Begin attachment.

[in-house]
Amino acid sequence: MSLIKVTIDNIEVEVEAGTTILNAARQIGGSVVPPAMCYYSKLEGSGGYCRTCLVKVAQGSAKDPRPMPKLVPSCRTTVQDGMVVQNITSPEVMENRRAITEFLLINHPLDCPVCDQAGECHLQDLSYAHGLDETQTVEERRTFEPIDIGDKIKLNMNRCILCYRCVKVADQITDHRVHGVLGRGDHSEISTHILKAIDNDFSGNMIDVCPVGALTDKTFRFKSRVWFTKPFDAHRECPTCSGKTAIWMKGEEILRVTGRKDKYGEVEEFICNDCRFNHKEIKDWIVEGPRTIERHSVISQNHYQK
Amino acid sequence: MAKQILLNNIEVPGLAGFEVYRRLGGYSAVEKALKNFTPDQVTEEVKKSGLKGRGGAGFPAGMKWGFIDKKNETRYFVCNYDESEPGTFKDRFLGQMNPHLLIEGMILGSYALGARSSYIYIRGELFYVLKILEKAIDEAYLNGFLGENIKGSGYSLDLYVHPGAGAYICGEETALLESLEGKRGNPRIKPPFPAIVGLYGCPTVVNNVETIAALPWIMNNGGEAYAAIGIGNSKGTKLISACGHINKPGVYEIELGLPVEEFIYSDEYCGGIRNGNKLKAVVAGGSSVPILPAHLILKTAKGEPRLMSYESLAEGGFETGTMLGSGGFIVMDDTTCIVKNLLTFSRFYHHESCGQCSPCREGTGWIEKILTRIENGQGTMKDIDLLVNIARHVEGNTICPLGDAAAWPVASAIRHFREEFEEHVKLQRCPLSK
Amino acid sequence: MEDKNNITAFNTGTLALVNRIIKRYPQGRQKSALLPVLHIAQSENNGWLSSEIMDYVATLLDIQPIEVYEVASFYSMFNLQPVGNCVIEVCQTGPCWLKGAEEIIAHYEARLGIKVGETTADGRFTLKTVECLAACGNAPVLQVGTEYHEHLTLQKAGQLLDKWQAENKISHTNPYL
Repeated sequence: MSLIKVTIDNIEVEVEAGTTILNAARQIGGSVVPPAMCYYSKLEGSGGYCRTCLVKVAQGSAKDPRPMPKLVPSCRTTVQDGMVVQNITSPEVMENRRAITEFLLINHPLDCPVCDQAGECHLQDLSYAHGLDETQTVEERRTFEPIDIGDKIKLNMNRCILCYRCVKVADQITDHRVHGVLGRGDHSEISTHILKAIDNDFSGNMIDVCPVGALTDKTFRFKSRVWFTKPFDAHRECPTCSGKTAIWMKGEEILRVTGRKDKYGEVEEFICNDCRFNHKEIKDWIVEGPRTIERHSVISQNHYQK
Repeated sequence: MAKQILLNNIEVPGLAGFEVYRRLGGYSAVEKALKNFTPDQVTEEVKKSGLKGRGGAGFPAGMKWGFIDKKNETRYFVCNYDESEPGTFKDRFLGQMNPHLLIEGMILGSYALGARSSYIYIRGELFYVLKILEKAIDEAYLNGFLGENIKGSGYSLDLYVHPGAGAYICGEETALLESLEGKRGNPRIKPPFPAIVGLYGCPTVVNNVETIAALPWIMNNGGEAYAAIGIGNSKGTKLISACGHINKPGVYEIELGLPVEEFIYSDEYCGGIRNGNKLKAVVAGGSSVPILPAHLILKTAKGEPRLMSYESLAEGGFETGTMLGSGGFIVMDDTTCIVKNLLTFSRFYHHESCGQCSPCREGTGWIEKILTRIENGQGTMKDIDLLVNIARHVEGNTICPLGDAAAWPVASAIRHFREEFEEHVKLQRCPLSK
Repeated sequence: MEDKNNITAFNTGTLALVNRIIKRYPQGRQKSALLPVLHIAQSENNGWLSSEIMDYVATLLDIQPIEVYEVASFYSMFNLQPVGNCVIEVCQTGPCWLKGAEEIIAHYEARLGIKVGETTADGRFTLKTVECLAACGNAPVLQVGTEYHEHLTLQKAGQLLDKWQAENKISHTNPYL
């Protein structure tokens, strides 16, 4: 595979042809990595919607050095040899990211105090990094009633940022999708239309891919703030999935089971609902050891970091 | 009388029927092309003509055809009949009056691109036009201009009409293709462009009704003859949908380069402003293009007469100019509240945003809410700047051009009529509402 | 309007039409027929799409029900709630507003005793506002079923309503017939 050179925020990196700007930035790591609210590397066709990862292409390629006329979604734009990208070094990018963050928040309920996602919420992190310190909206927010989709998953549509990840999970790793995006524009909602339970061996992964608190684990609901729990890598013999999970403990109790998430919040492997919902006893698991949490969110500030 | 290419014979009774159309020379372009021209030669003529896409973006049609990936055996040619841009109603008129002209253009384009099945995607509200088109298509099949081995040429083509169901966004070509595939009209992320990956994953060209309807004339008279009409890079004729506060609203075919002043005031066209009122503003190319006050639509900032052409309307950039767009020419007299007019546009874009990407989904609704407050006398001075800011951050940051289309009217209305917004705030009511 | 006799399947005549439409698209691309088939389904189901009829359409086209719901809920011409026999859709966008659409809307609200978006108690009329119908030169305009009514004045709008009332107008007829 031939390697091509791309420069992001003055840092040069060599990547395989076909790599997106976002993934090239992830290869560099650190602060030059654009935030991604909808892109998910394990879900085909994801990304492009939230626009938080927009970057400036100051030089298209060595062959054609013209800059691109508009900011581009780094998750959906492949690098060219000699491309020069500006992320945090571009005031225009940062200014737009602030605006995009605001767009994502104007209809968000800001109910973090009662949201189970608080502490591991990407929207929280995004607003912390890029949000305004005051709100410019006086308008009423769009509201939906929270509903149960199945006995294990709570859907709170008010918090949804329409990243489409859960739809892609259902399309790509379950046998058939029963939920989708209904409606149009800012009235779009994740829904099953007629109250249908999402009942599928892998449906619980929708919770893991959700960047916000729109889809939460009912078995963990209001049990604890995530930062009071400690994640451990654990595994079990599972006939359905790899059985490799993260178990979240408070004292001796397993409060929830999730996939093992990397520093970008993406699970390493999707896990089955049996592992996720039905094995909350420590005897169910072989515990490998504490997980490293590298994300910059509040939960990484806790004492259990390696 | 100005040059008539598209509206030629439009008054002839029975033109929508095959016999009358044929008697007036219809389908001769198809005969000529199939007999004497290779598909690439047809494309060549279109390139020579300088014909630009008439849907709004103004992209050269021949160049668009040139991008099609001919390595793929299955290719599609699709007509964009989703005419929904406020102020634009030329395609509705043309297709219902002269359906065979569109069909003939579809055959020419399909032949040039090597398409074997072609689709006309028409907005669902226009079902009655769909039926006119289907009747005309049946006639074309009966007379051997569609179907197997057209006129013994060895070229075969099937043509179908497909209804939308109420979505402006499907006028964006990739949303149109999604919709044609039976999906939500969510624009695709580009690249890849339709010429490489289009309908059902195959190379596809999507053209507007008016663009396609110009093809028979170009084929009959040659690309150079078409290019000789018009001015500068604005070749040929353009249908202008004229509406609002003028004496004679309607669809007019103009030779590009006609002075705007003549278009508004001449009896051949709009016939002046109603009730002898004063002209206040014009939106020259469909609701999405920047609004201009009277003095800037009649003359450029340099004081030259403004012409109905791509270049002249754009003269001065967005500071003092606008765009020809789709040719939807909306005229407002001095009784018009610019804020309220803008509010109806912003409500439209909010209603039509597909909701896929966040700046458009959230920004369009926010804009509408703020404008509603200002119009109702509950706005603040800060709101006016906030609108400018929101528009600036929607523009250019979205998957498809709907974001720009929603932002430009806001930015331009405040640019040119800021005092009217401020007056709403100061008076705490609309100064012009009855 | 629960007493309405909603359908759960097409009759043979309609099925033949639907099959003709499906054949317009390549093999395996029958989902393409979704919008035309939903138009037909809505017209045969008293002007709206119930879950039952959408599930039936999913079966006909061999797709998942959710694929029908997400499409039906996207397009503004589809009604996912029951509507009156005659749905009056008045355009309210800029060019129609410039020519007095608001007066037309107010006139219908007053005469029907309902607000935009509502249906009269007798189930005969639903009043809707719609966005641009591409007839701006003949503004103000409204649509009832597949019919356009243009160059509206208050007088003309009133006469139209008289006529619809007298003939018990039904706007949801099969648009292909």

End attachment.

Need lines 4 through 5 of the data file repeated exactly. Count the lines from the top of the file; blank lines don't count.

Amino acid sequence: MEDKNNITAFNTGTLALVNRIIKRYPQGRQKSALLPVLHIAQSENNGWLSSEIMDYVATLLDIQPIEVYEVASFYSMFNLQPVGNCVIEVCQTGPCWLKGAEEIIAHYEARLGIKVGETTADGRFTLKTVECLAACGNAPVLQVGTEYHEHLTLQKAGQLLDKWQAENKISHTNPYL
Repeated sequence: MSLIKVTIDNIEVEVEAGTTILNAARQIGGSVVPPAMCYYSKLEGSGGYCRTCLVKVAQGSAKDPRPMPKLVPSCRTTVQDGMVVQNITSPEVMENRRAITEFLLINHPLDCPVCDQAGECHLQDLSYAHGLDETQTVEERRTFEPIDIGDKIKLNMNRCILCYRCVKVADQITDHRVHGVLGRGDHSEISTHILKAIDNDFSGNMIDVCPVGALTDKTFRFKSRVWFTKPFDAHRECPTCSGKTAIWMKGEEILRVTGRKDKYGEVEEFICNDCRFNHKEIKDWIVEGPRTIERHSVISQNHYQK